I wandered the hidden maze a bit longer. I visited my pantry exit to be sure it was still as I had left it. While I was there, I filched some dried apples and plums for my hoard. I had climbed onto a barrel to reach the pepper sausages when one of the kitchen cats wandered in. I ignored him. Stripy Cat was not really his name, but it was how he was called. I became aware of his stare as I was trying to clamber on top of the boxes of salt fish to reach the higher shelves in the pantry. I looked down from where I teetered to find him gazing up at me with round yellow eyes. He stared hard, as if I were one of the rats he was supposed to kill. His look froze me where I was. He was a big cat, heavy-bodied and thick-limbed, a cat for the ground rather than a climbing cat. If he chose to leap on me and attack me, I would not be the winner. I imagined those sharp claws sunk into my shoulders and his hind legs ripping at my back. “What do you want?” I whispered to him.

  His whiskers perked forward and his ears tipped toward me. Then he shifted his gaze to a row of bright-red sides of smoked fish hanging from a string stretched across the pantry. I knew why they were hung so high; it was so the cats could not get them.

  But I could reach them.

  I had to stand on my tiptoes to break one free. The flaps of salt-glazed fish had been threaded onto the string like peculiar beads. Once I had my hands on one, I bent it until it broke. When it gave way, I lost my precarious balance and fell from the top of the boxes to the pantry floor. I landed hard on my hip and side, but managed to keep from crying out. I lay for a time, clutching the stolen fish and sausage while breathing past my pain. Slowly I sat up. Bruised, but not much more than that.

  Stripy Cat had retreated to a corner of the pantry but hadn’t fled. He watched me—or more specifically he watched the fish that I still clutched. I caught my breath and spoke softly. “Not here. Follow me. ”

  I stood, hissing at my hurts, and gathered up my dried fruit and pepper sausage. Then, clutching my trove, I dropped to my knees and crawled behind and under my barricade of boxes to where my secret hatch was ajar. Once inside, I moved out of the way and waited. After a few long moments, a whiskered face appeared in the dim circle of light. I moved my candle back and beckoned to him. <
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  Some people talk to cats. Some cats talk to people. It never hurts to try. “If you will follow me in here and spend a day killing rats and mice back here, I will give you this whole slab of fish. ”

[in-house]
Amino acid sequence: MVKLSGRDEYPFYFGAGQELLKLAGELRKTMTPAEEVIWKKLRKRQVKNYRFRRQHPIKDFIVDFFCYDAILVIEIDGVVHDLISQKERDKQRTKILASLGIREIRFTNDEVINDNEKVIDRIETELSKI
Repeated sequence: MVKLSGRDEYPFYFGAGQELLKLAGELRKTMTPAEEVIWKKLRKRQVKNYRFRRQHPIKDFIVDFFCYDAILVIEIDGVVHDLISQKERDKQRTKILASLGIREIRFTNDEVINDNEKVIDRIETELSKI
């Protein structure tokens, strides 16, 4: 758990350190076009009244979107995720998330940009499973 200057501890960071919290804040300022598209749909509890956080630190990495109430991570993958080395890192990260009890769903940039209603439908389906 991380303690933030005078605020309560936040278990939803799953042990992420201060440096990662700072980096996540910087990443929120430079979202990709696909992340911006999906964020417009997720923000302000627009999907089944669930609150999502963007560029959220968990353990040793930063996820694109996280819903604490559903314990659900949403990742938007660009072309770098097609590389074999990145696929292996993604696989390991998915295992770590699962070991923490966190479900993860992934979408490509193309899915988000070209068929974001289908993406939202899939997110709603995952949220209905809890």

He lifted his striped face, opened his mouth, and turned his face from side to side, taking in the scents of my warren. I know it smelled mousy to me. He made a low noise in his throat, and I felt he approved the prospect of hunting as well as the fish.

  “I’m going to put this up in my den. When you’ve killed the rats and mice, come tell me. I’ll give you the fish and then let you out again. ”

  His round yellow eyes met mine, and I had no doubt that he understood our bargain well. He brushed past me, head down, tail straight. Once his tail was well clear of the hatch, I pulled the small door until it was almost entirely closed. I picked up my candle and took the fish, sausage, and fruit back to my den.

  But even with my explorations, I spent a long and dull afternoon behind the walls. I wished I had stolen more of my father’s old writings to read. I wrote about the cat, took a nap bundled in my blanket, ate some fruit and drank some water, and then waited. And waited. When finally my father returned to open the door for me, I was stiff and sore from being still so long. I had been watching for him, and as soon as he opened the panel, I was out. “All safe?” I asked him, and he nodded wearily.

  “We think so,” he amended. “There is no sign of her anywhere in the house. Though, as you know, it’s a big house with many rooms. None of the servants has commented on seeing her. It’s as if she vanished. ” He cleared his throat. “I confided only to Riddle that we should search the house. He agreed. So the servants know nothing of the missing girl. And I’ve insisted to Shun that she left. ”

  I followed him out of the secret den and out into the corridors of Withywoods. I was silent. I knew hundreds of places to hide in our house. My father could not possibly have searched them all, not even if Riddle was helping him. Surely he knew that. I walked for a time at his side. I thought carefully and then said, “I should like a knife and a sheath, please. Like my mother always wore. ”

  He slowed his stride, and I no longer had to hurry. “Why?”

  “Why did my mother always have a knife?”

  “She was a practical woman, always doing things. She had a knife to cut a bit of string, or trim back a bush or cut flowers, or cut up fruit. ”

  “I can do all those things. Or could, if I had a knife. ”

  “I’ll see about getting you one, and a belt sized for you. ”

  “I should like to have a knife now. ”

  He stopped then and looked down at me. I looked at his feet.

  “Bee. I know that you are a bit afraid. But I will keep you safe. It’s right that you should have a knife, for you are old enough to be sensible with it. But …” He halted, floundering.

  “You don’t want me to stab someone if they’re threatening me. Neither do I. But I don’t want to be threatened and not have anything at all to protect myself. ”

  “You’re so small,” he said with a sigh.

  “Yet another reason why I need a knife!”

  “Look at me. ”

  “I am. ” I looked at his knees.

  “Look at my face. ”

  Unwillingly, I shifted my gaze. My eyes wandered over his face and met his eyes for a moment; then I looked aside. He spoke gently. “Bee. I will get you a knife, and a sheath, and a belt for it that you can wear. More than that, I will teach you to use it, as a weapon. It’s not going to happen tonight. But I will. ”

  “You don’t want to. ”

  “No. I don’t. I wish I could feel like it was something you didn’t have to know. But I suppose you do. And perhaps I have been remiss in not teaching you before this. But I didn’t want you to live that sort of a life. ”

  “Not being prepared to defend myself doesn’t mean I’d never have to fight for my life. ”

  “Bee, I know that is true. Look. I’ve told you what I’ll do, and I will do it. But for now, for tonight, can you trust me to protect you? And let this be?”